Microsoft has finally released Windows 8, and is promoting its launch with a billion-dollar marketing campaign. This creates new opportunities for app developers, especially since the Windows Store isn’t yet as crowded as the Apple and Android counterparts. However, before you go ahead and start programming an app, I’d suggest you design some quick prototypes first to validate your idea. Play with different variants, show them to your peers, and adapt the designs based on the feedback you receive. Although this may seem like unwanted overhead, in the end, it will result in a better app with a better user experience. In some cases, the gathered feedback may even prevent you from investing time and money into an idea that no one really finds interesting or needed.
To help minimize the prototyping effort, I have created a set of interface templates for PowerPoint. Using these templates, you can quickly put together a Windows 8 app layout and iterate on it. All elements in the set are based upon regular PowerPoint vector shapes, and are fully editable and customizable.
PowerPoint is actually quite a good choice for simple prototypes. Its slide-by-slide approach allows you to present a flow and tell a story with your designs. You can even create basic clickable prototypes by adding hyperlinks between slides. Furthermore, PowerPoint is available on almost every computer, including tablets that run Windows RT, and is fairly simple to get started with.
When you take a look at the screenshots below, you will notice that the designs lack color and other visual cues. Simplified illustrations like these are called “wireframes”, and are intended to help focus on the layout and functionality of your app. Wireframes allow you to produce quick results and don’t let you get bogged down by aesthetic details that have little or no impact on how your app will work.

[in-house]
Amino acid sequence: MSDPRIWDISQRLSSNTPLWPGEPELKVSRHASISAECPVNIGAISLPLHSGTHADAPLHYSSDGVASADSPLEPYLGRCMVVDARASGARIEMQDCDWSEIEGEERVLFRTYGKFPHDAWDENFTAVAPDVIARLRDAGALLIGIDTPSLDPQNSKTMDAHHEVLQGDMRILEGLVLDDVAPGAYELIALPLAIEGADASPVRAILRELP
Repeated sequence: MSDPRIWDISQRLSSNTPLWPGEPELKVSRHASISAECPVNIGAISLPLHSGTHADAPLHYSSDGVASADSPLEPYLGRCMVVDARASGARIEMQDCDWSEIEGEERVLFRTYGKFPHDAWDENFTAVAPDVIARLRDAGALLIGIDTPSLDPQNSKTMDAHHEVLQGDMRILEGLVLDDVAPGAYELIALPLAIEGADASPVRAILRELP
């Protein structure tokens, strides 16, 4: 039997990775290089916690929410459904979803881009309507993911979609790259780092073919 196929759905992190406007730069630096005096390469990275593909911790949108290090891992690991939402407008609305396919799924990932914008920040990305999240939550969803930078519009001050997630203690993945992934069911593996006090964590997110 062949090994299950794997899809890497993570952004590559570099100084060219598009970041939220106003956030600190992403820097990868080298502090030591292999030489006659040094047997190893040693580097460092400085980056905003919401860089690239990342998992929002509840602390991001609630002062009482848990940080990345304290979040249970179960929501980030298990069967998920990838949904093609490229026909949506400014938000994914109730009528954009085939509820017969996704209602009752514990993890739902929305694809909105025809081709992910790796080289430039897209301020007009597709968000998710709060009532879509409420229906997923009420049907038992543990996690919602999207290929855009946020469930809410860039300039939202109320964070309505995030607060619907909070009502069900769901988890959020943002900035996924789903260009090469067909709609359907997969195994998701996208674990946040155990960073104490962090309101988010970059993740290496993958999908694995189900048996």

Download the Templates For Free!
The wireframing set is available as a .pptx file (for PowerPoint 2007 or newer) that you can download using the link below:
Download Windows 8 Wireframing Set for PowerPoint (.pptx, 0.5 mb)
It is licensed under the Creative Commons Attribution-ShareAlike 3.0 Unported License. Basically, you can use it any way you want, private or commercial, just as long as you distribute the resulting work under the same license and give proper credit to the original creators:
- The wireframing set has been compiled by Andreas Wulf, www.powermockup.com
- The included icons are based on the “Modern UI Icons” collection by Austin Andrews, www.modernuiicons.com
Example grid page displaying item previews arranged in groups.
Example page displaying details for a single group with previews for each item in the group.
Example page displaying one item in detail.
Example page displaying a list of items and the details for the selected item.
Example of a Metro app in snapped view state.
Example of an app in fill view state.
Collection of common UI controls (part 1): button, text box, list box, check box, radio button, toggle switch, etc.
Collection of common UI controls (part 2): search box, date/time picker, slider, progress bar, scrollbar, etc.
Grid view (with groups).
List view and charms bar.
App header, app bar, and toast.
240 app icons (part 1).
240 app icons (part 2).
Pimping PowerPoint with PowerMockup
While you can build great prototypes with this free wireframing set and PowerPoint alone, you may find yourself wanting the templates to be in a format that is easier to search through. In this case, I can highly recommend taking a look at PowerMockup, an add-on for PowerPoint that my company has developed.
PowerMockup provides a searchable library of wireframe elements that can easily be dragged and dropped onto a slide. Best of all, the tool allows you to add your own creations to the library and share them with others. I have used this functionality to create three category files that you can use with PowerMockup:
- Download “Windows 8 Controls” (.pmst, 0.4 mb)
- Download “Windows 8 Icons” (.pmst, 2.0 mb)
- Download “Windows 8 Touch Gestures” (.pmst, 0.1 mb)
After downloading the files, switch to the “PowerMockup” tab in the PowerPoint Ribbon bar, click on “Import Files”, and select the downloaded .pmst files. Here is a screenshot of how it will look like after you have imported the templates:
All elements, including the icons, are properly named and tagged, making them easily searchable.
I hope you enjoy the set!